The Wahkiakum County Eagle - Established as The Skamokawa Eagle in 1891

Comments: Republican health plan threatens Washington consumers


The proposed US House Republican health plan threatens Washington consumers, health and insurance officials say.

House Republicans on Monday released their long-awaited plan for replacing former President Barack Obama's Affordable Health Care Act (ACA).

It appears thousands of people in Southwest Washington could lose coverage or have coverage diminished, Dian Cooper, executive director of the Cowlitz Family Health Center, said Tuesday.

The center operates clinics in Cathlamet, Longview, Ocean Park, Kelso, Castle Rock and Woodland.

"That (the healthcare bill) would not be good if it were to pass the way it is currently written," she said. "So in Cowlitz, Wahkiakum and Pacific counties, there are about 15,000 people who have benefitted from the Affordable Care Act by

being able to get Medicaid coverage.

"That would go away by 2020, and they would be uninsured.

"There are another close to 3,000 people who have benefitted from the ACA by being able to purchase insurance on the exchange. Most of those are getting some help to help them pay the premiums. They will have to change their insurance if this legislation is passed or become uninsured.

"Regardless of what happens, we will serve as many people as we can. So, we're not planning on closing clinic doors."

In Olympia, state Insurance Commissioner Bob Kriedler said the congressional Republicans’ plan to replace the Affordable Care Act is a step backward for the millions of people who have gained coverage.

"It’s being rushed to a vote with little or no public review or fiscal analysis by the nonpartisan Congressional Budget Office," Kriedler said in a Tuesday statement. "This is an unprecedented way of doing the public’s business.

"As a former member of Congress and our state’s insurance regulator, I am troubled by the lack of transparency.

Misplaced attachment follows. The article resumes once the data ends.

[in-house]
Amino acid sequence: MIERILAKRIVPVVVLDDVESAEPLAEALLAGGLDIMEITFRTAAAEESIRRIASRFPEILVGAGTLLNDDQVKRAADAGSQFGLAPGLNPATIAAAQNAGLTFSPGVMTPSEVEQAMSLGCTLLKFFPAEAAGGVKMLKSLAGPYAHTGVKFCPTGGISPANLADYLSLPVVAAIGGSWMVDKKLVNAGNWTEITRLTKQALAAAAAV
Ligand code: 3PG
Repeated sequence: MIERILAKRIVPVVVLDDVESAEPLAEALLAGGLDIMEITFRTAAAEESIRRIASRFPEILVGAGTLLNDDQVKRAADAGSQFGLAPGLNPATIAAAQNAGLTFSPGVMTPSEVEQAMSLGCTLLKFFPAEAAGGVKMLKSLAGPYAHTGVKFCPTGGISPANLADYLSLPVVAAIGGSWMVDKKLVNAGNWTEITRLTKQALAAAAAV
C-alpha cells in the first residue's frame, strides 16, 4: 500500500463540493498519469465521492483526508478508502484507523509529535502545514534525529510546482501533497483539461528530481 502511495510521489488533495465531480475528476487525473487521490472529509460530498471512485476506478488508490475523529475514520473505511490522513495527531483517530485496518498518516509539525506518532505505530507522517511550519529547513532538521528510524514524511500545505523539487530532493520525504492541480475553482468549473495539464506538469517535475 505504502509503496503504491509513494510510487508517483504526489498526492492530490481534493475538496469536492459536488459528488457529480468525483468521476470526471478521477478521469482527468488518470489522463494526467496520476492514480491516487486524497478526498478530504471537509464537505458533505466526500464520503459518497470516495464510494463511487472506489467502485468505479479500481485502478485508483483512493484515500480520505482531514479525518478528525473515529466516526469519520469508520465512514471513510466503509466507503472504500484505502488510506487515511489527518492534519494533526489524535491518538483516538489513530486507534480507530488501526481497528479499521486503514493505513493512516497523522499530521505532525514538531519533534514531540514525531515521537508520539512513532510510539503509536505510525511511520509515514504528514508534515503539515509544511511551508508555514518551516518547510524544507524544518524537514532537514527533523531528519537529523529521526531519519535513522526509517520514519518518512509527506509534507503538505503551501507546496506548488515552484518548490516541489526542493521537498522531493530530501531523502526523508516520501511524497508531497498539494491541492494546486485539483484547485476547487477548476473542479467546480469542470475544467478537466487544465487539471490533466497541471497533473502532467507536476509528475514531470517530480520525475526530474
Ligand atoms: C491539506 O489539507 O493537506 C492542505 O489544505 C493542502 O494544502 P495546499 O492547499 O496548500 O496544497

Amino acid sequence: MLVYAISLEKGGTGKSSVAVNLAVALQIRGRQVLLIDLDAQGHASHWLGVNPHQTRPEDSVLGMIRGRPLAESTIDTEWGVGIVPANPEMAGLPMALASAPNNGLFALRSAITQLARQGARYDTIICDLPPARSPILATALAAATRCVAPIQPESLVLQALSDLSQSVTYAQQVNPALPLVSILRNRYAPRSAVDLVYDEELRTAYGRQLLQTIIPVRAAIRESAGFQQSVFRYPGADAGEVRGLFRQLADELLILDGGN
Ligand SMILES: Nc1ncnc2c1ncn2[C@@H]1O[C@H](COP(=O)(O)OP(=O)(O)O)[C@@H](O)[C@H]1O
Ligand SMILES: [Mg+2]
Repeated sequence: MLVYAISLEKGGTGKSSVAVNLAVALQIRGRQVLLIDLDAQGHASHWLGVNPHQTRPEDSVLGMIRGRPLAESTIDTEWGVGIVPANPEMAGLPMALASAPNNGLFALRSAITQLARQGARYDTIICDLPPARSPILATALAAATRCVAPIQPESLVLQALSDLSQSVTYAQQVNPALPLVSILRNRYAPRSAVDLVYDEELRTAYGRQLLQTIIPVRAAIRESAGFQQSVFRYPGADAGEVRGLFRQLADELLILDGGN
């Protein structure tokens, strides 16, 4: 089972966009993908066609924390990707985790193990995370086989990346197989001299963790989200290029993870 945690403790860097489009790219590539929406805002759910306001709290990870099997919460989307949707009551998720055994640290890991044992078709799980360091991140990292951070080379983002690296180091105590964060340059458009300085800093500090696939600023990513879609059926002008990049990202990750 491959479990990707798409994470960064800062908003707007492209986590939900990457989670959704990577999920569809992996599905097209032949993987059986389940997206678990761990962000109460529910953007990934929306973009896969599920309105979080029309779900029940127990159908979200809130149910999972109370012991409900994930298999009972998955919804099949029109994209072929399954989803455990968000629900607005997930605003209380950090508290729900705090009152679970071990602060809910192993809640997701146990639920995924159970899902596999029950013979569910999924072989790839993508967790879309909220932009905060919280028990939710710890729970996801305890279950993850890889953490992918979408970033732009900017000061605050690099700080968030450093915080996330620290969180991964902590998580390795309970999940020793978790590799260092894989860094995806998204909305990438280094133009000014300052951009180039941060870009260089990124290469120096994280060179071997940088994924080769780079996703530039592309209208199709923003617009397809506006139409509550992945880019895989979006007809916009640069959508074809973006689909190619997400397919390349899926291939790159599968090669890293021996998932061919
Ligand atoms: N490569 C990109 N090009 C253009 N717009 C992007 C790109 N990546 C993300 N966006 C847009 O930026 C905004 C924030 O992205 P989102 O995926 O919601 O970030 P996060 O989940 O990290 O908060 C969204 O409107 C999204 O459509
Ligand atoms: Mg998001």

"My office will have a more detailed analysis of the Republican plan in the coming days. Our initial review highlights ways the proposal threatens consumers:

--Eliminates the individual mandate. Dropping the individual mandate for coverage could prompt insurers to flee the market if not enough healthy people buy insurance. Washington state tried a similar measure in the 1990s and saw the individual health insurance market collapse.

--Surcharge no substitute for mandate. A 30 percent surcharge for a gap in coverage of more than two months – billed as “continuous coverage” – is a weak attempt to replace the individual mandate.

--Inequitable tax credits. Tax credits replace income-based subsidies, meaning the poorest residents are at risk of eventually losing or foregoing coverage.

--Tax shelter for higher incomes. Expanded use of health savings accounts – or tax shelters – fail to help low-income people who have no money to put into this type of account.

--Older people pay more. Older people will pay significantly more for coverage in a couple of ways. The Republicans’ plan allows insurers to charge older consumers up to five times more than younger consumers. It replaces income-based subsidies with age-based tax credits, which possibly may not offset increased premiums.

--No coverage for abortion. The proposal forbids tax credits for any health care plan that covers abortions. This is a direct attack on women’s rights and would lead to higher costs overall.

"Despite keeping some of the most popular protections of the Affordable Care Act," Kriedler said, "the Republican plan is almost certain to increase the rate of uninsured in Washington and throughout the nation. Many people literally will be faced with life-and-death choices because of the inequities that make up the Republican proposal."

"Guaranteeing ‘access' does not guarantee that people have affordable coverage. It’s just another way of saying that if you don’t have enough money to pay for health coverage, you’re out of luck.


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